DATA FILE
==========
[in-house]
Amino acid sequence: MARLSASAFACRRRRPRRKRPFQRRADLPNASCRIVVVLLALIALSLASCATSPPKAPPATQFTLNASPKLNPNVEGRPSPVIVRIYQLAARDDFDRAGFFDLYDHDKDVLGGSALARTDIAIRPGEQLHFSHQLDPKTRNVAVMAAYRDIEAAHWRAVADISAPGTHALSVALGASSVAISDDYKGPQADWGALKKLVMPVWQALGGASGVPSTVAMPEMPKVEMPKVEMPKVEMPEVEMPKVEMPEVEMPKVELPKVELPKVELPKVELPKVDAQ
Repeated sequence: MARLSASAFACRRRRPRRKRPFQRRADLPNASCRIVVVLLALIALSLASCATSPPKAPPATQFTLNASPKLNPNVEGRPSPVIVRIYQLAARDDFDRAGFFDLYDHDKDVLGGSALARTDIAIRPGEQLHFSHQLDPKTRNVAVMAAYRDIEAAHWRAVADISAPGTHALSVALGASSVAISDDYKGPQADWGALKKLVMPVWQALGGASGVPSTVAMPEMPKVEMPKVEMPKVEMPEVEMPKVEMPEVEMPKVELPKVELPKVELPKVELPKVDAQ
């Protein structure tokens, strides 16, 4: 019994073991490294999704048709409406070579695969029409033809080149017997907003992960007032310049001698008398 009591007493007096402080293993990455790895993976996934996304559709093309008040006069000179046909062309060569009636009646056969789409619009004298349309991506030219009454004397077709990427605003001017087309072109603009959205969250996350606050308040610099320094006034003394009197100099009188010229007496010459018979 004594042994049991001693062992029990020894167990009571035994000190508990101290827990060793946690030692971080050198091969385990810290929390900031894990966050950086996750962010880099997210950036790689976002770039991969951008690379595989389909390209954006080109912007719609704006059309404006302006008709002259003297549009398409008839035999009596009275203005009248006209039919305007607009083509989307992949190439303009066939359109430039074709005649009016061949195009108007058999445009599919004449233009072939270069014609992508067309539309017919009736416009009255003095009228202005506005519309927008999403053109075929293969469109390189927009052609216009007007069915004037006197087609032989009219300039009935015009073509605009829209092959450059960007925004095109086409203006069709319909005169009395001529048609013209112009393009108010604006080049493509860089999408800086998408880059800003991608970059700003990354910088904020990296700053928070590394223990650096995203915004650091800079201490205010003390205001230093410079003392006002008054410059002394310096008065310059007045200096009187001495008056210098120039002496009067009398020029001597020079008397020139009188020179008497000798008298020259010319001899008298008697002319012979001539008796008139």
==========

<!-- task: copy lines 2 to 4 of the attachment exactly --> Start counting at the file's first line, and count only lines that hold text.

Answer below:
Amino acid sequence: MARLSASAFACRRRRPRRKRPFQRRADLPNASCRIVVVLLALIALSLASCATSPPKAPPATQFTLNASPKLNPNVEGRPSPVIVRIYQLAARDDFDRAGFFDLYDHDKDVLGGSALARTDIAIRPGEQLHFSHQLDPKTRNVAVMAAYRDIEAAHWRAVADISAPGTHALSVALGASSVAISDDYKGPQADWGALKKLVMPVWQALGGASGVPSTVAMPEMPKVEMPKVEMPKVEMPEVEMPKVEMPEVEMPKVELPKVELPKVELPKVELPKVDAQ
Repeated sequence: MARLSASAFACRRRRPRRKRPFQRRADLPNASCRIVVVLLALIALSLASCATSPPKAPPATQFTLNASPKLNPNVEGRPSPVIVRIYQLAARDDFDRAGFFDLYDHDKDVLGGSALARTDIAIRPGEQLHFSHQLDPKTRNVAVMAAYRDIEAAHWRAVADISAPGTHALSVALGASSVAISDDYKGPQADWGALKKLVMPVWQALGGASGVPSTVAMPEMPKVEMPKVEMPKVEMPEVEMPKVEMPEVEMPKVELPKVELPKVELPKVELPKVDAQ
């Protein structure tokens, strides 16, 4: 019994073991490294999704048709409406070579695969029409033809080149017997907003992960007032310049001698008398 009591007493007096402080293993990455790895993976996934996304559709093309008040006069000179046909062309060569009636009646056969789409619009004298349309991506030219009454004397077709990427605003001017087309072109603009959205969250996350606050308040610099320094006034003394009197100099009188010229007496010459018979 004594042994049991001693062992029990020894167990009571035994000190508990101290827990060793946690030692971080050198091969385990810290929390900031894990966050950086996750962010880099997210950036790689976002770039991969951008690379595989389909390209954006080109912007719609704006059309404006302006008709002259003297549009398409008839035999009596009275203005009248006209039919305007607009083509989307992949190439303009066939359109430039074709005649009016061949195009108007058999445009599919004449233009072939270069014609992508067309539309017919009736416009009255003095009228202005506005519309927008999403053109075929293969469109390189927009052609216009007007069915004037006197087609032989009219300039009935015009073509605009829209092959450059960007925004095109086409203006069709319909005169009395001529048609013209112009393009108010604006080049493509860089999408800086998408880059800003991608970059700003990354910088904020990296700053928070590394223990650096995203915004650091800079201490205010003390205001230093410079003392006002008054410059002394310096008065310059007045200096009187001495008056210098120039002496009067009398020029001597020079008397020139009188020179008497000798008298020259010319001899008298008697002319012979001539008796008139």